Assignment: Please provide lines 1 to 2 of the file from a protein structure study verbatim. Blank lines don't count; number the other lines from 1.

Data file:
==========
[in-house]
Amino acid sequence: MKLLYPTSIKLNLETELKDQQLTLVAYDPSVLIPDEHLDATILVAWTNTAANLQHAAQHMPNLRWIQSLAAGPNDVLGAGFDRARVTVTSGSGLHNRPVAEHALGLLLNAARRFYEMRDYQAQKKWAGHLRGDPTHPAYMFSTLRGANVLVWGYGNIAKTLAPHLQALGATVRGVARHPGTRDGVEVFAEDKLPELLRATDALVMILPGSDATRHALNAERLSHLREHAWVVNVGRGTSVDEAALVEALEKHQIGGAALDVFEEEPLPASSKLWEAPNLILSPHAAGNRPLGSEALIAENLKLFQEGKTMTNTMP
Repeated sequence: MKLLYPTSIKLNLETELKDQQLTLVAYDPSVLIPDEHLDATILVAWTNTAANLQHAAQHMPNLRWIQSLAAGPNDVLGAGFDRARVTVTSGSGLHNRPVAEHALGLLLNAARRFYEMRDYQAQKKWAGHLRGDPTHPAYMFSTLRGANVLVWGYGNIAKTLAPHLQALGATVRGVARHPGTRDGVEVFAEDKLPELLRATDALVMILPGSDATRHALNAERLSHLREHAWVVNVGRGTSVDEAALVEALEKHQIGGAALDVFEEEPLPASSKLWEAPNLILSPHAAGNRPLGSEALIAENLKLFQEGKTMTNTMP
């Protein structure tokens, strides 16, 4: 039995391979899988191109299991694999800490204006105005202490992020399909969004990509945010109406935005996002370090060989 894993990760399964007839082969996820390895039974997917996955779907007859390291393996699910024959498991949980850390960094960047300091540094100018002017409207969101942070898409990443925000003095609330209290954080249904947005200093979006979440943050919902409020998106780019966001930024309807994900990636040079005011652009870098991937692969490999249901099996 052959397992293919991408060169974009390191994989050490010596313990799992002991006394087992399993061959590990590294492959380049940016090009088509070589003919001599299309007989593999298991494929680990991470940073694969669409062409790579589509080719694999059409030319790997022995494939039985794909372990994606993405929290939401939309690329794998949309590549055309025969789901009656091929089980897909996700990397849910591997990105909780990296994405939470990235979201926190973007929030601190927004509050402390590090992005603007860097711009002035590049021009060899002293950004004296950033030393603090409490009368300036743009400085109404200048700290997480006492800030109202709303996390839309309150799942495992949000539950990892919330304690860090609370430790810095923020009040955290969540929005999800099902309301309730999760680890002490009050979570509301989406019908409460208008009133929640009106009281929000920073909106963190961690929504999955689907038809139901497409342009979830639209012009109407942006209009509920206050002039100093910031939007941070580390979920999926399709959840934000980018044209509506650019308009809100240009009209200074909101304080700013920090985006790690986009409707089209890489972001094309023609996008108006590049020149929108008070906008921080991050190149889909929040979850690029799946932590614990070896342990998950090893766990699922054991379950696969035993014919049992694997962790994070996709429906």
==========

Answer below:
[in-house]
Amino acid sequence: MKLLYPTSIKLNLETELKDQQLTLVAYDPSVLIPDEHLDATILVAWTNTAANLQHAAQHMPNLRWIQSLAAGPNDVLGAGFDRARVTVTSGSGLHNRPVAEHALGLLLNAARRFYEMRDYQAQKKWAGHLRGDPTHPAYMFSTLRGANVLVWGYGNIAKTLAPHLQALGATVRGVARHPGTRDGVEVFAEDKLPELLRATDALVMILPGSDATRHALNAERLSHLREHAWVVNVGRGTSVDEAALVEALEKHQIGGAALDVFEEEPLPASSKLWEAPNLILSPHAAGNRPLGSEALIAENLKLFQEGKTMTNTMP